In the U.S., one in 11 people in the United States suffers from overactive bladder, causing frequent trips to the bathroom. This problem can be disruptive to daily life and limit your ability to do the things you enjoy. Overactive bladder mainly affects people 65 and older, although both men and women can be affected earlier, often in their 30s and 40s.

While overactive bladder is most common in older adults, the condition is not a normal result of aging. Know the symptoms and talk to your doctor.

Q: What is overactive bladder?

A: If you have an overactive bladder, you will have sudden, strong urges to urinate, whether or not your bladder is full.

Q: What causes overactive bladder?

A: An overactive muscle in the bladder that pushes urine out is responsible for overactive bladder. In many cases doctors do not know what causes it, though this condition can be associated with other medical problems, including a bladder infection, stress or some brain disorders, such as Parkinson’s disease or a stroke.

Q: What are the symptoms of overactive bladder?

A: The main symptoms of overactive bladder are:

  • An urgent and frequent need to urinate.
  • Waking up to urinate more than twice a night.
  • The need to urinate even after you have just gone to the bathroom.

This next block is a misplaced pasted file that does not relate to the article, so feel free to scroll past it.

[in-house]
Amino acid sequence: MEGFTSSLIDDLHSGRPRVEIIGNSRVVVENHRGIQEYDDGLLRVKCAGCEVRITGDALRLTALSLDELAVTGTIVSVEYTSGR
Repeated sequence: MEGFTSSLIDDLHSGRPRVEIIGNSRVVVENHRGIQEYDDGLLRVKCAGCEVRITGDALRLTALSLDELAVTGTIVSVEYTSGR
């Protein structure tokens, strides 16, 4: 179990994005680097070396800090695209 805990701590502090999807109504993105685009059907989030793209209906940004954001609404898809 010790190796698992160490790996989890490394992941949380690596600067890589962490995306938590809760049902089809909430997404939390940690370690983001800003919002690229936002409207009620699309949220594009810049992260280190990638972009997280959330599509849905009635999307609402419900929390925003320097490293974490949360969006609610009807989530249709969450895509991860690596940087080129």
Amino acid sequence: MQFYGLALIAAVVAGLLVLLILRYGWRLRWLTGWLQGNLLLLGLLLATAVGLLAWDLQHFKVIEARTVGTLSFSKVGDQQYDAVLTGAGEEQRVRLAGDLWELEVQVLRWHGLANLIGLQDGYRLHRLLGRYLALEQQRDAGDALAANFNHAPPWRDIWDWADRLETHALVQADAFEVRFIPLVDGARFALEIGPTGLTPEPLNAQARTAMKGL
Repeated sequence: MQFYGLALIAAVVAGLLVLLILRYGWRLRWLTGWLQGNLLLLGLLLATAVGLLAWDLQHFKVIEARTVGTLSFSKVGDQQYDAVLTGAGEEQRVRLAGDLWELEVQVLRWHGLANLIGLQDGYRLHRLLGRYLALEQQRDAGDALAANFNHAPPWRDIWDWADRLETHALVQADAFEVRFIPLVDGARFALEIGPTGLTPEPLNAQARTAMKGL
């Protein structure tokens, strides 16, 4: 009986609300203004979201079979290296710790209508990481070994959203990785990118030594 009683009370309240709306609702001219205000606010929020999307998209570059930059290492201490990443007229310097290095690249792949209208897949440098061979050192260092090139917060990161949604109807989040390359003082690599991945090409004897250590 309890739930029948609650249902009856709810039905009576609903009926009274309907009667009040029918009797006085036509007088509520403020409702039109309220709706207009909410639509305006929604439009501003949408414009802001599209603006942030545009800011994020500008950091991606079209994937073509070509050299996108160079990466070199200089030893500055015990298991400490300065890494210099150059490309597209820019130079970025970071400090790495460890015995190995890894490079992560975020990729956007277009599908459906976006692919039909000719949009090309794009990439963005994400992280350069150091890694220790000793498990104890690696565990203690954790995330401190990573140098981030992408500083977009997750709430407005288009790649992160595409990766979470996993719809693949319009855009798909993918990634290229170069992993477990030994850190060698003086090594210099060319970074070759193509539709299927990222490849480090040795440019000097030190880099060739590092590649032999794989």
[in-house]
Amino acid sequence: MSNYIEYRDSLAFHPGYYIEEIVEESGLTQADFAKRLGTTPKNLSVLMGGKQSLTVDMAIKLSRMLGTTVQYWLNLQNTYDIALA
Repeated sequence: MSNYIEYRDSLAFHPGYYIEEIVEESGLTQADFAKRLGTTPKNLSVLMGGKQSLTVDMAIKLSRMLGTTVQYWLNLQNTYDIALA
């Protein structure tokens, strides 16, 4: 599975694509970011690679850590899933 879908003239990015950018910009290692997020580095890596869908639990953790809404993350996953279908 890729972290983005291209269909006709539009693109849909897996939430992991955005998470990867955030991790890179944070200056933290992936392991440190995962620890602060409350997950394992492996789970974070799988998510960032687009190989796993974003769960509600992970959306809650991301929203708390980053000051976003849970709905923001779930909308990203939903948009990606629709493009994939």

• Taking many trips to the bathroom only to urinate just a little each time.
  • Leaking urine when you have the urge to urinate.

Q: How is overactive bladder diagnosed?

A: Overactive bladder is a clinical diagnosis, meaning that it is diagnosed by the symptoms you experience and not by a specific laboratory or imaging test. Your doctor will ask you what kinds of fluids you drink, how often you urinate and whether or not you leak urine. Your doctor may also do a physical exam, a urine test and a blood test to rule out other possible conditions.

Q: How is overactive bladder treated?

A: Usually you will be asked to try lifestyle changes at home, including “bladder retraining,” which involves urinating at scheduled times, and pelvic exercises, called Kegels, to make your pelvic muscles stronger. You may also be asked to work with a physical therapist who has special training in strengthening pelvic muscles.

If these treatments do not work, your doctor may prescribe medication to help calm the bladder muscles or to help the bladder store more urine. In some severe cases when medications are ineffective, office-based procedures may be able to help.

Q: What other changes can I make to help combat overactive bladder?

A: You can try making these lifestyle changes:

  • Cut back on caffeine drinks, such as coffee, tea and soda.
  • Maintain a healthy weight.
  • Reduce fluids before bed, but be sure to get enough fluids during the day.
  • During the night, if you have trouble getting to the toilet in time, clear a path from your bed to the bathroom, or keep a portable toilet beside your bed.

If you are concerned about an overactive bladder, make an appointment with John Cooper, M.D., or any ChristianaCare urologist at 302-320-9420